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Climate change may lead more people to develop kidney stones

Climate change may lead more people to develop kidney stones

Jan 26th 2022
Author: Amna N.
Review: Dr. Umair H.

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Global climate crisis could cause more people to suffer from kidney stones, study suggests.

According to a new finding by Children’s Hospital of Philadelphia, kidney stones cases will increase between 2.2% and 3.9% as the global temperature rises. Raised temperatures due to the climate crisis will subsequently lead to a rise in people suffering from kidney stones. It is a painful medical condition which worsens by heat and dehydration, according to new discovery. Researchers used two climate scenarios to assess the burden of heat and humidity relating kidney stone disease by the end of the century in South Carolina, a region which currently has a higher than average prevalence rate.

About one in 10 people in US suffers from kidney stones at a certain point in their life. Kidney stones are caused by hard deposits of minerals (mostly calcium) that develop in concentrated urine and are extremely painful while passing through the urinary tract.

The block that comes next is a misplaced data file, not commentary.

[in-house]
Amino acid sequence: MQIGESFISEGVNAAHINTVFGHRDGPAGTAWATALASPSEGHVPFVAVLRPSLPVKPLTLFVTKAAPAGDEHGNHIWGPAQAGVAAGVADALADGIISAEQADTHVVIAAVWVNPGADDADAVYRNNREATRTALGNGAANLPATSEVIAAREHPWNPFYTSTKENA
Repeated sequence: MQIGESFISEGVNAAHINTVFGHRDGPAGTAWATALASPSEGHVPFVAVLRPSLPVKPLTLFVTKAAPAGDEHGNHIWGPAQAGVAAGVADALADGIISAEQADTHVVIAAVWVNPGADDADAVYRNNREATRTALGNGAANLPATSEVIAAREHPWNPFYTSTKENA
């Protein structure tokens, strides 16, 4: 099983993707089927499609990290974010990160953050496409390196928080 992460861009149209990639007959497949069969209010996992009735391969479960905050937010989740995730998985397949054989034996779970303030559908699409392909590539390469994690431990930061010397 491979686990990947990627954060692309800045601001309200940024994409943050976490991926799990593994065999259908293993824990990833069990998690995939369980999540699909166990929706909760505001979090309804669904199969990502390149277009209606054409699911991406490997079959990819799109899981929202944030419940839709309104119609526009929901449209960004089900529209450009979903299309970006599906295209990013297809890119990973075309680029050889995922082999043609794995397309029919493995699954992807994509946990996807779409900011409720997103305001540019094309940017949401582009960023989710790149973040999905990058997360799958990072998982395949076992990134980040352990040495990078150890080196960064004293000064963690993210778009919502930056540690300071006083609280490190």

The incidence of kidney stones has escalated over the past two decades, especially among people of color, women and adolescents. According to researchers at the Children’s Hospital of Philadelphia (Chop), the number of cases will significantly increase depending on whether greenhouse gas emissions continue at the current rate or are cut to an intermediate level, leading to a huge rise in health costs either way.

Diet and lifestyle changes have aided to the rise in the condition, but prior study has demonstrated that high ambient temperatures increase the risk. The number of people seeking medical help for kidney stones worsens during extremely hot days when the risk of dehydration increases.

A pediatric urologist at Chop and senior author of the study published in Scientific Reports states that impact of climate change on human health, particularly children, is often not discussed but a warming planet will have significant effects on human health. He further commented that it is impossible to predict with certainty how future policies will slow or hasten greenhouse gas emission and anthropogenic climate change, and to know exactly what future daily temperatures will be. He further suggested that as pediatric researchers, we have a duty to explore the burden of climate change on human health, as the children of today will be living this reality in the future.